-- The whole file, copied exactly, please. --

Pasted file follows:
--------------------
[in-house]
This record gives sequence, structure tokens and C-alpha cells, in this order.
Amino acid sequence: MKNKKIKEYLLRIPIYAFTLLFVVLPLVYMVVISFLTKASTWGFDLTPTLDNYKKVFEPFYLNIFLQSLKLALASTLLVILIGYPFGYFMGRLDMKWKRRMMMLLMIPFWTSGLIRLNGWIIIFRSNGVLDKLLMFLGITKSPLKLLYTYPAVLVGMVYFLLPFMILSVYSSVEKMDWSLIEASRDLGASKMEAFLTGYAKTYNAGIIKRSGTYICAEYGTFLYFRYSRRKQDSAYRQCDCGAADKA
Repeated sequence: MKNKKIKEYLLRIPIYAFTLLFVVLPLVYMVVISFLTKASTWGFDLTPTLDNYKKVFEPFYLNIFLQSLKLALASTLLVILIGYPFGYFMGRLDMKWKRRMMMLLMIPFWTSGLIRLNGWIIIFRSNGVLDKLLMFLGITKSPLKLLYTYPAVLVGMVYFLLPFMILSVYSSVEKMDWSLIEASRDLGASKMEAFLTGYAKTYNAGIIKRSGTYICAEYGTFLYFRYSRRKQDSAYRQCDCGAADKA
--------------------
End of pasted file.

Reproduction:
[in-house]
This record gives sequence, structure tokens and C-alpha cells, in this order.
Amino acid sequence: MKNKKIKEYLLRIPIYAFTLLFVVLPLVYMVVISFLTKASTWGFDLTPTLDNYKKVFEPFYLNIFLQSLKLALASTLLVILIGYPFGYFMGRLDMKWKRRMMMLLMIPFWTSGLIRLNGWIIIFRSNGVLDKLLMFLGITKSPLKLLYTYPAVLVGMVYFLLPFMILSVYSSVEKMDWSLIEASRDLGASKMEAFLTGYAKTYNAGIIKRSGTYICAEYGTFLYFRYSRRKQDSAYRQCDCGAADKA
Repeated sequence: MKNKKIKEYLLRIPIYAFTLLFVVLPLVYMVVISFLTKASTWGFDLTPTLDNYKKVFEPFYLNIFLQSLKLALASTLLVILIGYPFGYFMGRLDMKWKRRMMMLLMIPFWTSGLIRLNGWIIIFRSNGVLDKLLMFLGITKSPLKLLYTYPAVLVGMVYFLLPFMILSVYSSVEKMDWSLIEASRDLGASKMEAFLTGYAKTYNAGIIKRSGTYICAEYGTFLYFRYSRRKQDSAYRQCDCGAADKA